Ridgway’s expression turned to stone.  He was stunned and looked at his aide who seemed equally surprised.  It was evident Ridgway was unaware of the presence of German armor.

Ridgway tried to mask his surprise.  He turned to his aide.  “How could we not know that?”  He calmed himself and looked at Wolff.  “We’ll send you up some artillery spotters, Captain, either from the navy or from the First Division.  If those tanks do show up we’ll have a surprise for them.”  He nodded at his aide who wrote something in a small notebook.  “Meanwhile, you take care of that leg.  I’m going to take a little walk up this road.”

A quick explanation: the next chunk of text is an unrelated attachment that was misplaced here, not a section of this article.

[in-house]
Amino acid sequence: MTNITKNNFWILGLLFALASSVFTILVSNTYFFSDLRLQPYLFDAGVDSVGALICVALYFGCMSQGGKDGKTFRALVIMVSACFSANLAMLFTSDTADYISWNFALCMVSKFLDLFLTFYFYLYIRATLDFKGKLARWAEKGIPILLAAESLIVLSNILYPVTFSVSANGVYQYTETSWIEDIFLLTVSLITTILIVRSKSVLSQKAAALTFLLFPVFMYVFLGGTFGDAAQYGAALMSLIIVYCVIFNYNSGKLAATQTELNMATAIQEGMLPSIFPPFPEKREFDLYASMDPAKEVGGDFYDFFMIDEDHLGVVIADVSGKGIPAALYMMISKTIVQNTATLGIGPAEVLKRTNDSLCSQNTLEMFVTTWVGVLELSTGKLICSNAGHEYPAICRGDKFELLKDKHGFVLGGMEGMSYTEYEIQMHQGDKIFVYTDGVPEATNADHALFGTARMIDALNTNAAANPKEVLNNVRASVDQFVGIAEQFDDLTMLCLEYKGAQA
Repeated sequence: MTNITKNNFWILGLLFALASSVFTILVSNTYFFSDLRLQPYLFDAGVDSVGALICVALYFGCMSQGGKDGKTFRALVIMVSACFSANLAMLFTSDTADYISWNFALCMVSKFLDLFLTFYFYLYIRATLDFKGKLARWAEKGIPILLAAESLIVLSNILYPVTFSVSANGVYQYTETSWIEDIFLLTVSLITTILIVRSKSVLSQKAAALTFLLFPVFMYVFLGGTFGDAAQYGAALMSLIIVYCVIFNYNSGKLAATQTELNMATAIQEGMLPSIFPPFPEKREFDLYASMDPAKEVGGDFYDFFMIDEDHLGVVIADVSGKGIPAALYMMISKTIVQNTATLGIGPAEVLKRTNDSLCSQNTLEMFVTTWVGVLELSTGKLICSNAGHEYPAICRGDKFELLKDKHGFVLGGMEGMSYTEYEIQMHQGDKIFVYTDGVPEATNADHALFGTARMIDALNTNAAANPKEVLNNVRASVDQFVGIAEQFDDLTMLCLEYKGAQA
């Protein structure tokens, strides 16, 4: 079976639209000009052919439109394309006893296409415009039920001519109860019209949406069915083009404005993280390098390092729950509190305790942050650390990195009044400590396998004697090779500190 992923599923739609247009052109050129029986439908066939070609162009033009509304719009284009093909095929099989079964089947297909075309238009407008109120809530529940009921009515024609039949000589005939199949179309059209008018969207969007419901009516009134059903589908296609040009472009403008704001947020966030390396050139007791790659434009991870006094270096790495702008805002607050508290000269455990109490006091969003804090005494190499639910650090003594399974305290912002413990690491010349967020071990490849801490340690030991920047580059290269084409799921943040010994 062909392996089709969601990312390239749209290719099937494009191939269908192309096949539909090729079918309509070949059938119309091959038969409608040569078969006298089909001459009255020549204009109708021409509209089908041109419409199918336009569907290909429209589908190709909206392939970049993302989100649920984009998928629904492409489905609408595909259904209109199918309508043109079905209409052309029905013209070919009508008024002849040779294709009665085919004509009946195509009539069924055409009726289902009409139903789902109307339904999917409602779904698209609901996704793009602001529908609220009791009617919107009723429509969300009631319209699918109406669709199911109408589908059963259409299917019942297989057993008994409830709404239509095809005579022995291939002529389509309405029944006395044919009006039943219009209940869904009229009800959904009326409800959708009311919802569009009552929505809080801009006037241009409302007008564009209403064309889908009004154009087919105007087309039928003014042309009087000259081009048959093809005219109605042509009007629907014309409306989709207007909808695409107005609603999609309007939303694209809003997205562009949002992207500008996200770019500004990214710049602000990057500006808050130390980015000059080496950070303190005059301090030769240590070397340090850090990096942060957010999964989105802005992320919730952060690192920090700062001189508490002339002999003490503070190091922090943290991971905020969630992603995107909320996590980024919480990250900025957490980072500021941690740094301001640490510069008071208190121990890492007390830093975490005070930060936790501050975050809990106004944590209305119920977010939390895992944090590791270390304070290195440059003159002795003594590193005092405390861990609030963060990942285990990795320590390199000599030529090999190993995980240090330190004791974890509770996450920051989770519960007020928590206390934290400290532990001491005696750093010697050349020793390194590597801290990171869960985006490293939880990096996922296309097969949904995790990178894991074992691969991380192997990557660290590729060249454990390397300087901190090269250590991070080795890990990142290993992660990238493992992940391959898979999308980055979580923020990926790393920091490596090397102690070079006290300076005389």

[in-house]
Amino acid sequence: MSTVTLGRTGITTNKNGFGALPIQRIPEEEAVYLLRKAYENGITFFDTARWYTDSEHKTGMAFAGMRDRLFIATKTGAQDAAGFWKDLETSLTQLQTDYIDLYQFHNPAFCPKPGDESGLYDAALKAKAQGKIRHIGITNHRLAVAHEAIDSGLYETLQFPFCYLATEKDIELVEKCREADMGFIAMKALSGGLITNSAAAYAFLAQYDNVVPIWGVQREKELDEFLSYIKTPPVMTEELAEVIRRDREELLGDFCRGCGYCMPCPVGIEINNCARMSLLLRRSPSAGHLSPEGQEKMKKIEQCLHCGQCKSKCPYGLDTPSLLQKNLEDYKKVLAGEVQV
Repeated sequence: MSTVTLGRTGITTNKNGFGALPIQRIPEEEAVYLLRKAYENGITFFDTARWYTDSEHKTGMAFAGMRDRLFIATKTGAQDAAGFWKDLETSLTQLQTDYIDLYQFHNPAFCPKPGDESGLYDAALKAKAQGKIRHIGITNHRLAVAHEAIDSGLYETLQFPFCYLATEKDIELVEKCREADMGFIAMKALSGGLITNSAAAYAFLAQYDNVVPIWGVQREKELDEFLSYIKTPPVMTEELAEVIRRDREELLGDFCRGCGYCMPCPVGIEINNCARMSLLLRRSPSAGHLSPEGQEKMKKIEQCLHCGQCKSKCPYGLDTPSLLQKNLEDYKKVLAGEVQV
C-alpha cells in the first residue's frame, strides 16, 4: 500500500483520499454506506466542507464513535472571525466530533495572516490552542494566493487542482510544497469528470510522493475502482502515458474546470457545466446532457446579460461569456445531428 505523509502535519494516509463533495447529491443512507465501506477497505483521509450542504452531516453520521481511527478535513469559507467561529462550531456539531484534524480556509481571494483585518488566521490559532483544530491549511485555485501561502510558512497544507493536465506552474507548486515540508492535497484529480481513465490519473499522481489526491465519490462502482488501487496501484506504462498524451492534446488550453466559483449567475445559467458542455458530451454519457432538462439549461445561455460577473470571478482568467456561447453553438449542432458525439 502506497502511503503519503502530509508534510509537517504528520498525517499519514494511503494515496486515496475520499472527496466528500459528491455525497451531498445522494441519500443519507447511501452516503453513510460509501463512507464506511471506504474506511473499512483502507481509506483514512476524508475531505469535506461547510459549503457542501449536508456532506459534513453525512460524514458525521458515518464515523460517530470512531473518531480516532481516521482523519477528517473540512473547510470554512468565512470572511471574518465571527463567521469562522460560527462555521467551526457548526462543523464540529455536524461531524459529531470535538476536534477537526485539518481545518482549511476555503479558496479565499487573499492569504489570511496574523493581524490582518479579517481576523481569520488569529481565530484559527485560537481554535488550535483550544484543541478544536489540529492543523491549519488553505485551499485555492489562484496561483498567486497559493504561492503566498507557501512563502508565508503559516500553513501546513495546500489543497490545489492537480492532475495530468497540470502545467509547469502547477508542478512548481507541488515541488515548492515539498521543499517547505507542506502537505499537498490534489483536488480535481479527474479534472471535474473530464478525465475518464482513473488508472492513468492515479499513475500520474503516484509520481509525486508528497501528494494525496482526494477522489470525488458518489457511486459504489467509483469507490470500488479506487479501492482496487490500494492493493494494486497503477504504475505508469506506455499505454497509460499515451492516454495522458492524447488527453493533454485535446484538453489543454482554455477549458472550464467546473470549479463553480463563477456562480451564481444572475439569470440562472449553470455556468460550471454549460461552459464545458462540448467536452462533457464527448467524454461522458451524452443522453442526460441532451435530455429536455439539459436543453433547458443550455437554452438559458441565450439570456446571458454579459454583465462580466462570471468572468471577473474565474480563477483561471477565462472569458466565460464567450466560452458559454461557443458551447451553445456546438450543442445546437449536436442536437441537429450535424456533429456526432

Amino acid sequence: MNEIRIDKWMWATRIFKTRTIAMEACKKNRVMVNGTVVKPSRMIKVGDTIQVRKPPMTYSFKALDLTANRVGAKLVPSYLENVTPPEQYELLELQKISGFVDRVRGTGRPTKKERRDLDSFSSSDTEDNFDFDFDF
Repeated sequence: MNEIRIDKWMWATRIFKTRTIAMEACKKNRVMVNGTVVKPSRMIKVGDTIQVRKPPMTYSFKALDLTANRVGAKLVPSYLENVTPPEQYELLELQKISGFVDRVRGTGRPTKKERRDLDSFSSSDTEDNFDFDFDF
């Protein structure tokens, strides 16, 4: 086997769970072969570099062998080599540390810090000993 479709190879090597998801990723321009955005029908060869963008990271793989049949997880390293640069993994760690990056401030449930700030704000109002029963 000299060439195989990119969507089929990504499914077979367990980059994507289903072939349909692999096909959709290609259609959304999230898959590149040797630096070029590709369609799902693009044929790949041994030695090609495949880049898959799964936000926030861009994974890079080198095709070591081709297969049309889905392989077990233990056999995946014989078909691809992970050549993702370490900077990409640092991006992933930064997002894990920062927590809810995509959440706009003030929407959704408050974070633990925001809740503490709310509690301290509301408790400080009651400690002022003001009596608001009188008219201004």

“Sir,” Wolff protested.  “We don’t know what’s up that way.  It’s not safe.”

Ridgway ignored the plea and began walking with his small entourage.  He looked back over his shoulder.  “Sorry Captain, but I have to find the rest of my boys.”